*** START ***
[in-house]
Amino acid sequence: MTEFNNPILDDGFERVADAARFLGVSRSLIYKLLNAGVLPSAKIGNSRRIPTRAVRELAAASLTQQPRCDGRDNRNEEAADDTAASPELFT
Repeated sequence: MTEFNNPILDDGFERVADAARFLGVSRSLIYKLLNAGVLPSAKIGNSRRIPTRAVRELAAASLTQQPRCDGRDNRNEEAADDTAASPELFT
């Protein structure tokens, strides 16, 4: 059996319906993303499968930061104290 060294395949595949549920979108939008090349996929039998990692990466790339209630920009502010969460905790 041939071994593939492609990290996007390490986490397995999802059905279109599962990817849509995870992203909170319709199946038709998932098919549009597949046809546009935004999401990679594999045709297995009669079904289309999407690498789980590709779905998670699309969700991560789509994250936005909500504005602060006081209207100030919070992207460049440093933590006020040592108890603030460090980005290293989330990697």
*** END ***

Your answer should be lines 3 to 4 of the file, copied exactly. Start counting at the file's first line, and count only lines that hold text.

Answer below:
Repeated sequence: MTEFNNPILDDGFERVADAARFLGVSRSLIYKLLNAGVLPSAKIGNSRRIPTRAVRELAAASLTQQPRCDGRDNRNEEAADDTAASPELFT
């Protein structure tokens, strides 16, 4: 059996319906993303499968930061104290 060294395949595949549920979108939008090349996929039998990692990466790339209630920009502010969460905790 041939071994593939492609990290996007390490986490397995999802059905279109599962990817849509995870992203909170319709199946038709998932098919549009597949046809546009935004999401990679594999045709297995009669079904289309999407690498789980590709779905998670699309969700991560789509994250936005909500504005602060006081209207100030919070992207460049440093933590006020040592108890603030460090980005290293989330990697």